How to Prevent Sleeping on Back

It is known that severely sick people are most likely to die during early morning hours. Why? Sleeping on back is one of the leading immediate causes of death in the severely sick and critically ill people. If you have doubts about this fact, check out medical research from this GoogeVideo clip on the left: Morning Heavy Breathing Effect. [The other cause is mouth breathing.] You can also read and get all these medical quotes about Morning hyperventilation web page, where doctors from around the world repeat many time that acutely and severely sick patients have highest mortality rates during early morning hours (from about 4 to 7 am).
Medical research (over 20 studies) also testifies about horrible effects of supine sleeping on different groups of adults. Scientific articles found that sleeping on the back leads to higher incidence of sleep paralysis (with terrifying hallucinations), stroke, asthma, increased airway resistance (since CO2 is a natural bronchodilator), and sleep apnea episodes. Several studies found lowered blood oxygenation for sleeping on the back. These abstracts are quoted in Module 6-B: Best Sleep Positions.

If you are still uncertain, do your personal testing
Measure your body oxygen level (the CP test) after sleeping in different sleeping positions since body oxygen level, according to all available medical evidence is the best and simplest known DIY test for personal health. The CP reflects your stress-free breath-holding time after your usual exhalation. You can use an electrical clock with elimination showing seconds or a ticking mechanical clock so that there is no need to turn the light on during night. Note that you should spend about 10-15 minutes in a certain position in order to achieve a stable metabolism correspondent to this sleeping position before you can measure the effect of any sleeping position on your health. Sleeping on the back is worst and causes lowest body oxygenation since our breathing is unrestricted: our belly and chest muscles can move without any restrictions. As a result, sleeping on one's back intensifies breathing and leads to appearance of the ineffective, heavy, and/or irregular breathing pattern. See respiratory patterns types for details.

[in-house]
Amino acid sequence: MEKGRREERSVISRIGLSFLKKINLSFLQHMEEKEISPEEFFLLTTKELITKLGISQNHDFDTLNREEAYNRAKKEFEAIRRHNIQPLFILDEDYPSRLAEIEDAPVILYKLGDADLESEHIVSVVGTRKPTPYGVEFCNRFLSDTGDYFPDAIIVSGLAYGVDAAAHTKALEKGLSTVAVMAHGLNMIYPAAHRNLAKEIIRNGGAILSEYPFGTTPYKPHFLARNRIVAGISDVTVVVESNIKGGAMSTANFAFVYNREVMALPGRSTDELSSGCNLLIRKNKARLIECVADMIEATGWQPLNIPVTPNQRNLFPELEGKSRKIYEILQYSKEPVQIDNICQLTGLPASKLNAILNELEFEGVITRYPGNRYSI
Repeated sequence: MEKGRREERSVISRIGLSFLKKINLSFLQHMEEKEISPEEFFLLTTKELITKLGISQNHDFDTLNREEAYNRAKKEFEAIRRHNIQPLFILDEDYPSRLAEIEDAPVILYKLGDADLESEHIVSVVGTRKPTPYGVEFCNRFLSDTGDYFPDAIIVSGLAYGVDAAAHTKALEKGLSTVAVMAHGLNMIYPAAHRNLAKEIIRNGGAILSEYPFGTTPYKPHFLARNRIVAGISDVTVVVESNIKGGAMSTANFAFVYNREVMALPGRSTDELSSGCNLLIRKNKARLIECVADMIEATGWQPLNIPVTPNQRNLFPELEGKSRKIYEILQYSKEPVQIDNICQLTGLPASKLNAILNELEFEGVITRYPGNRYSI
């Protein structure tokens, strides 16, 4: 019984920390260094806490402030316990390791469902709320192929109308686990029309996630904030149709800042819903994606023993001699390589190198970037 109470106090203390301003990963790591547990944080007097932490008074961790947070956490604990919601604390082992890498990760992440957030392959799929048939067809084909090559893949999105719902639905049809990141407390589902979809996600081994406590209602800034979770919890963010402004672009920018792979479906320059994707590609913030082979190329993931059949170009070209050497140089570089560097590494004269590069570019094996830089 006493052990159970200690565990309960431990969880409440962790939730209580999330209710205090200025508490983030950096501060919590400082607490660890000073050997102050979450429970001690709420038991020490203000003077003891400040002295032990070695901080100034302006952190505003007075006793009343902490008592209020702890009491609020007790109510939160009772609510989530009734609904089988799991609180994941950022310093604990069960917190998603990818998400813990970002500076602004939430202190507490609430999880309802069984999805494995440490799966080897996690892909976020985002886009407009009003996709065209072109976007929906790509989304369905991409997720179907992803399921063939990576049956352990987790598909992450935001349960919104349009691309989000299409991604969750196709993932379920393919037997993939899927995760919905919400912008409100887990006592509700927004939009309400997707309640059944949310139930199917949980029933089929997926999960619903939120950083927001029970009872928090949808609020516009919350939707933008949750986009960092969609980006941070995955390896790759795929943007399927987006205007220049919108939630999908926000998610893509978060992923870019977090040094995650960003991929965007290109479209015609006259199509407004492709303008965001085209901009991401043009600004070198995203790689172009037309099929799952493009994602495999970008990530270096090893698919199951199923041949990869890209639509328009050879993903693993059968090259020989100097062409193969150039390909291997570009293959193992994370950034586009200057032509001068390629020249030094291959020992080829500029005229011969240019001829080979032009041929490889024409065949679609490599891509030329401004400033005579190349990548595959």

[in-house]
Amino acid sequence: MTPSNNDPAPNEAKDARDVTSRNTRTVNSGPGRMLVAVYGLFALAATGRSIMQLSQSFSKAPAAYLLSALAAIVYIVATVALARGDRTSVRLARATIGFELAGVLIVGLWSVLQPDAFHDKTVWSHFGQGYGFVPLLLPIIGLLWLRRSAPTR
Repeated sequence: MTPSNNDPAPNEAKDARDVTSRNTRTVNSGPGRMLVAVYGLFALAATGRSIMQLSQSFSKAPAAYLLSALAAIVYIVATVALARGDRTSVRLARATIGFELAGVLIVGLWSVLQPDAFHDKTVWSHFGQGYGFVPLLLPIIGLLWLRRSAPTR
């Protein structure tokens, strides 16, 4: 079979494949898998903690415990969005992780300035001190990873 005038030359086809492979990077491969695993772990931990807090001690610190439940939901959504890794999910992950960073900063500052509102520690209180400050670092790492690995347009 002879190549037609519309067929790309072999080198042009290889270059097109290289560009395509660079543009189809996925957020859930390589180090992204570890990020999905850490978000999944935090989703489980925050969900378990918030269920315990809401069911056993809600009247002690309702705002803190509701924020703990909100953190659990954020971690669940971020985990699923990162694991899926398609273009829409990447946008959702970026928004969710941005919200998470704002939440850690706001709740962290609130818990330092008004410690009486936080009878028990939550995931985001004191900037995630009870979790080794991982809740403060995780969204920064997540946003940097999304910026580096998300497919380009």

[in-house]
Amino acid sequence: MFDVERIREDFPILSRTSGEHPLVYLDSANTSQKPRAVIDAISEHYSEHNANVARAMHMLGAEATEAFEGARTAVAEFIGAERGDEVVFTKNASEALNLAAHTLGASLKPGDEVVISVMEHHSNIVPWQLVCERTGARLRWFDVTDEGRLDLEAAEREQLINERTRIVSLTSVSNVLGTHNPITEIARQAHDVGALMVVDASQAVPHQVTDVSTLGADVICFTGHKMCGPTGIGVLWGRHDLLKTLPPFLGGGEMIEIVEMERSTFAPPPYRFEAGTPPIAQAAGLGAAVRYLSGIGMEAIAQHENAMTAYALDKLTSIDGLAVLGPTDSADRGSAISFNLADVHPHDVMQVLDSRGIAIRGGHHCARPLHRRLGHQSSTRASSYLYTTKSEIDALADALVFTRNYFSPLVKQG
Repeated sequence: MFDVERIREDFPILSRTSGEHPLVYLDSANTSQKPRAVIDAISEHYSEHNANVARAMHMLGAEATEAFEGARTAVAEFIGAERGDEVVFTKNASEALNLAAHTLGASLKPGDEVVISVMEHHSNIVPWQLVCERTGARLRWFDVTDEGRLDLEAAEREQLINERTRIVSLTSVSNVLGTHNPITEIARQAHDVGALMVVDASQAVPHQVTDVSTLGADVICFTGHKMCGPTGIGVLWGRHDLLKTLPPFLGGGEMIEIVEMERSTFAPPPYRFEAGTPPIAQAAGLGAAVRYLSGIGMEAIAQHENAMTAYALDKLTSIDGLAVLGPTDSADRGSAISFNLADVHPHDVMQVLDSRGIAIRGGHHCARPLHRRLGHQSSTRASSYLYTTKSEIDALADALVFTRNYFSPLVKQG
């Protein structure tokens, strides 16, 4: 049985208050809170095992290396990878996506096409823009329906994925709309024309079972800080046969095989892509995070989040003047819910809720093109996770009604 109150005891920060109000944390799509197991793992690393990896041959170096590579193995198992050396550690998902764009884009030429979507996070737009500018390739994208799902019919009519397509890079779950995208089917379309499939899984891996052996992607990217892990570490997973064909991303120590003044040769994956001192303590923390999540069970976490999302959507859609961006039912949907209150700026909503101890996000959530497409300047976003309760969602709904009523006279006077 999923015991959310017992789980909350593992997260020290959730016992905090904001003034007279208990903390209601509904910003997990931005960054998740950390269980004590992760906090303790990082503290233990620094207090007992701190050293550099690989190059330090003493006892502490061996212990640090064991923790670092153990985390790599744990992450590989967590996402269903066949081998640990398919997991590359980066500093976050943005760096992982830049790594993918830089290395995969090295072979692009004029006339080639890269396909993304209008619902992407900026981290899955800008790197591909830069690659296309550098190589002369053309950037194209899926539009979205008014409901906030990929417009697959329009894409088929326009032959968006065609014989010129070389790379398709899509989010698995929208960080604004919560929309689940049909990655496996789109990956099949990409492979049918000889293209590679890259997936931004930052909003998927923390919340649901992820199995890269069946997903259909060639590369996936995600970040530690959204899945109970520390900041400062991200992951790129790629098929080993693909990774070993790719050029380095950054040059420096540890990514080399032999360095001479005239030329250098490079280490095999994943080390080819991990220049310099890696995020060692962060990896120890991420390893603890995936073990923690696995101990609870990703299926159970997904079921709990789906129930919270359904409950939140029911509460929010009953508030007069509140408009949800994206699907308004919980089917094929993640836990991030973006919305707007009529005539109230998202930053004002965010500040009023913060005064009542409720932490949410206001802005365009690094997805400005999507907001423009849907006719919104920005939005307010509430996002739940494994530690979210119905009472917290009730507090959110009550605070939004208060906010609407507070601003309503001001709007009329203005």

If you find that your CP does not decrease (or maybe even improve) after sleeping on your back, you must sleep on the back all the time. However, thousands of people tried sleeping on one's back and all found that it causes reduced body oxygenation and worst health. [The only exception I have heard about relates to American Indians who probably slept on their backs some 2-3 centuries ago, while propping their heads against a stone so that their chins were pressing against their chests. If you try it, you can find that it is hard to breathe in this position. Furthermore, their sleep was probably about 2 hours due to around 3 min CP - see the Buteyko Table of Health Zones. When you get over 60 s CP, you can sleep in any posture you like and you will have more flexibility and freedom what to do.]